South Africa hosts SADC ministers meeting in Pretoria

imageedit 2 4304533381The meeting discusses for the management and development of the natural resources for the region’s growth. (Image source: Government of South Africa)South Africa has hosted the sectoral joint meeting of SADC ministers responsible for the development of environment and natural resources, fisheries and aquaculture as well as tourism from 20-24 November 2017 in Pretoria

The meeting comprised a three day senior officials meeting, followed by the ministerial meeting on 23–24 November 2017.

This meeting was hosted by the South African ministers of environmental affairs, agriculture, forestry and fisheries as well as tourism. More than 30 Ministers responsible for these sectors in the various SADC member states attended.

The meeting has focused on environment management, implementation of the SADC law enforcement and anti-poaching strategy, transfrontier conservation areas. In addition, the meeting has also reviewed current status of the wildlife, forestry, fisheries, aquaculture and tourism sectors in terms of implementation of regional projects, programmes and strategies.

Speaking about the role of natural resources for the development of the region, Dr Thembinkosi Mhlongo, deputy executive secretary for regional integration of SADC, said, “Biodiversity and ecosystems continue to play an important role in meeting the developmental objectives of our region. The biodiversity economy has grown in importance in recent years as it contributes significantly to the growth of gross domestic product and employment in all countries.”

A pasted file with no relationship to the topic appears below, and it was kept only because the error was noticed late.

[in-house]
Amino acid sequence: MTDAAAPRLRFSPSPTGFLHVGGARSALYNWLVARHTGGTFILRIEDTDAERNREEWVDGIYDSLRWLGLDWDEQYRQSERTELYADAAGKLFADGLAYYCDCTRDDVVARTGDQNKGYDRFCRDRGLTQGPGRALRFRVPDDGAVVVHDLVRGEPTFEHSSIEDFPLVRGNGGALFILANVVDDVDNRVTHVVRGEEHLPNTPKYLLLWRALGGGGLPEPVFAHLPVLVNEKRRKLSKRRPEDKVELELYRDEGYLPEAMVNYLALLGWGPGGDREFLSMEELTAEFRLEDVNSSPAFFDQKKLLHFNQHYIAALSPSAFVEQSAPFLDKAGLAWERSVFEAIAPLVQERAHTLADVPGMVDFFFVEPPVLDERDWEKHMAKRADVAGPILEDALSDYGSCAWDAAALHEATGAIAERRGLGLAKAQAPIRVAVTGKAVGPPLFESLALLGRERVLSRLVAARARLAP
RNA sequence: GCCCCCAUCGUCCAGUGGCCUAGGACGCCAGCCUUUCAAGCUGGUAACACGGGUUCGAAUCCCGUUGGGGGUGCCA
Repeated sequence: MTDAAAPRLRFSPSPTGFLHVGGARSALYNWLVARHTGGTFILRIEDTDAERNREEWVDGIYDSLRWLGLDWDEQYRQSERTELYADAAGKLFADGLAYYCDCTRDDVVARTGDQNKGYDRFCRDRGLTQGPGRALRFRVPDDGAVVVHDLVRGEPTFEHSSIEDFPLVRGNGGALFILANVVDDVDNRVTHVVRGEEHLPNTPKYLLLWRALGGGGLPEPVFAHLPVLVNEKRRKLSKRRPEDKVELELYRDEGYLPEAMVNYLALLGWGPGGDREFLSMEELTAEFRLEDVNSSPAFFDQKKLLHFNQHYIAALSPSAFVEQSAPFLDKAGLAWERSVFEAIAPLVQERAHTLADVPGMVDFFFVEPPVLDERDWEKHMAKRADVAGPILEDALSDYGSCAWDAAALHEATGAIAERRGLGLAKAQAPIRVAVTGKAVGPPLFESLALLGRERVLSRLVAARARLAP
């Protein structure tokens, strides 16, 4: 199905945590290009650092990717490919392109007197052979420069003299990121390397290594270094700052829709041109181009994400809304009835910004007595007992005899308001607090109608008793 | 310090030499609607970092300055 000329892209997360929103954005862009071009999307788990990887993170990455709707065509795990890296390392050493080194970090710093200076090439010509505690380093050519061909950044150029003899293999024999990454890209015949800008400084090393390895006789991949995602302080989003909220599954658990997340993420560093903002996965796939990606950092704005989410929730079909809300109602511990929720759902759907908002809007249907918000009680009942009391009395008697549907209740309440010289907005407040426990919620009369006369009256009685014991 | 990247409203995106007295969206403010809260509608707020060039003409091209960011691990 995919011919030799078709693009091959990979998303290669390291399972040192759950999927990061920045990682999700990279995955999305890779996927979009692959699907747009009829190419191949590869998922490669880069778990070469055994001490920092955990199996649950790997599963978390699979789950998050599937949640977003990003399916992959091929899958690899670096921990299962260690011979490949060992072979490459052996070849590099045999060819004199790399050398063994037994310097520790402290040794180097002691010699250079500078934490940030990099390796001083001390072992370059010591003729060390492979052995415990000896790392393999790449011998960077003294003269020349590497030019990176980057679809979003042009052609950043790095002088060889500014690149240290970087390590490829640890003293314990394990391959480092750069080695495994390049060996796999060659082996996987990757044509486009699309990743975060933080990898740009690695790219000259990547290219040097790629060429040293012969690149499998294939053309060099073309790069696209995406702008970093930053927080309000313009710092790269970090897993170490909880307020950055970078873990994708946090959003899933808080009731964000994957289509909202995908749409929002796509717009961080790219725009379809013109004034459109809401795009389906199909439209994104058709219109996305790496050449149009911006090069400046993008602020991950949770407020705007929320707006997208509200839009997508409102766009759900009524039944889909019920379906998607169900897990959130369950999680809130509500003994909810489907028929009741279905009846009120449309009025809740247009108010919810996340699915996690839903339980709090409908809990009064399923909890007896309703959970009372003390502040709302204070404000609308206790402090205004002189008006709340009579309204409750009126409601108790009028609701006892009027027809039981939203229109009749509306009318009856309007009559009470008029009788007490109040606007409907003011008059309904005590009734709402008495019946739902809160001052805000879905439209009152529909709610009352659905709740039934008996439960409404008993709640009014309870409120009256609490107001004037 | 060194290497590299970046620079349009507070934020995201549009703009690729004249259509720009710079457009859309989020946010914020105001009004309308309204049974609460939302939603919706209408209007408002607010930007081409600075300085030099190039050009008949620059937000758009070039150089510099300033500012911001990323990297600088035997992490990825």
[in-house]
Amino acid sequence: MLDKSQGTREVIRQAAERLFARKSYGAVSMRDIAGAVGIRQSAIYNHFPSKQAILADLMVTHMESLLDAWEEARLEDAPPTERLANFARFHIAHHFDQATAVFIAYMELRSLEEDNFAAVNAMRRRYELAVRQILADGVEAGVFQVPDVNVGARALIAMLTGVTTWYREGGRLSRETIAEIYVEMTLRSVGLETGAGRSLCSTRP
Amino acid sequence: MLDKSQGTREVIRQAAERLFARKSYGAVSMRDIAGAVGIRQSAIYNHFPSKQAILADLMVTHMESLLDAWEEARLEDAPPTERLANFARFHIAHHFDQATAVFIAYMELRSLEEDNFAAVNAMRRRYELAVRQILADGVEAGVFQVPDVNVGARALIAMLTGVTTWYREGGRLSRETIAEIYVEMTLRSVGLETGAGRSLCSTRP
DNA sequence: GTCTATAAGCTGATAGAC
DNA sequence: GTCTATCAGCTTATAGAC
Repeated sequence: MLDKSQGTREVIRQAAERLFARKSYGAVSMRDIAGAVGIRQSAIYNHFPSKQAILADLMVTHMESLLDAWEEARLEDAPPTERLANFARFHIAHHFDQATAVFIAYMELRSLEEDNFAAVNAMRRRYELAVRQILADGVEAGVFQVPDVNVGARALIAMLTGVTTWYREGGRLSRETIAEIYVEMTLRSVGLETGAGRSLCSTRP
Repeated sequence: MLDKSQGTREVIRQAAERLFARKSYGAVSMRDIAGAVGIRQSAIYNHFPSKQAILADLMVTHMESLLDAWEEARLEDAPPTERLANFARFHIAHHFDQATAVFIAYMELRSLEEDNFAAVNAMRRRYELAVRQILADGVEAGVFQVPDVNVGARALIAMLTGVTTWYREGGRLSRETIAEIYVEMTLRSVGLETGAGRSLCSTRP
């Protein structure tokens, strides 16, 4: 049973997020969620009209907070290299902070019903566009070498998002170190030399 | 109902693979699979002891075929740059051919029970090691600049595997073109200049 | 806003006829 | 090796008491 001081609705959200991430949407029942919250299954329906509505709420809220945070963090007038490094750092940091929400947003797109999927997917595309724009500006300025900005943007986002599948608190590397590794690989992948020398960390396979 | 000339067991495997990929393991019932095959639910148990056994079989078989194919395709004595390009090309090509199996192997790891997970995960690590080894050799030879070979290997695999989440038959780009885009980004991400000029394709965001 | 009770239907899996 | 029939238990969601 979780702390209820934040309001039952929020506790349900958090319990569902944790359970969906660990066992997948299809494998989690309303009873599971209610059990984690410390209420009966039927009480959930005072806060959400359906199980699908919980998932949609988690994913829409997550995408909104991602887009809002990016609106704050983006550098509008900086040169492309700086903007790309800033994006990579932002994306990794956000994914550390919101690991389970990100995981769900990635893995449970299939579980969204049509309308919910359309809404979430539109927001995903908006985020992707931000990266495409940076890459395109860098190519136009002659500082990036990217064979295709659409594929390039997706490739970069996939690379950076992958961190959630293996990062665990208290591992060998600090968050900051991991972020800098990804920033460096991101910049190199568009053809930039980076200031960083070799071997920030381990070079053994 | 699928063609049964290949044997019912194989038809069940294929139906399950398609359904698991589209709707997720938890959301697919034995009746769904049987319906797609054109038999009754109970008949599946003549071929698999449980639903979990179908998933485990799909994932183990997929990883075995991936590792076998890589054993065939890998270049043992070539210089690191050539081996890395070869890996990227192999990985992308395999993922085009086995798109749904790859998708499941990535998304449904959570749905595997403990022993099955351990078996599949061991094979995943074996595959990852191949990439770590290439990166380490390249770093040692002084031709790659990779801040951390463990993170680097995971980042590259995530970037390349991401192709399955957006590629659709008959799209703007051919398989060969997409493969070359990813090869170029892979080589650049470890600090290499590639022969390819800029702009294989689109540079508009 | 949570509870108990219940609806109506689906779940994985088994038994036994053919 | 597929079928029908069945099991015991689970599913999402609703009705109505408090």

“Similarly, the wildlife economy has become a fundamental economic activity and plays a key role in infrastructure building, competitiveness and trade facilitation,” Mhlongo added.

He noted that SADC need to play a meaningful role in the coordination and implementation of the UN Framework Convention on Climate Change (UNFCCC) as well as the Convention on Biological Diversity (CBD), the UN Convention to Combat Desertification (UNCCD), the Convention on International Trade in Endangered Species of Wild Fauna and Flora (CITES) ad etc.

“The development of common positions for these which are aligned to and bolster the African Common Positions will be key to obtaining outcomes from the global negotiations that are supportive of Africa and particularly SADC,” Mhlongo concluded.

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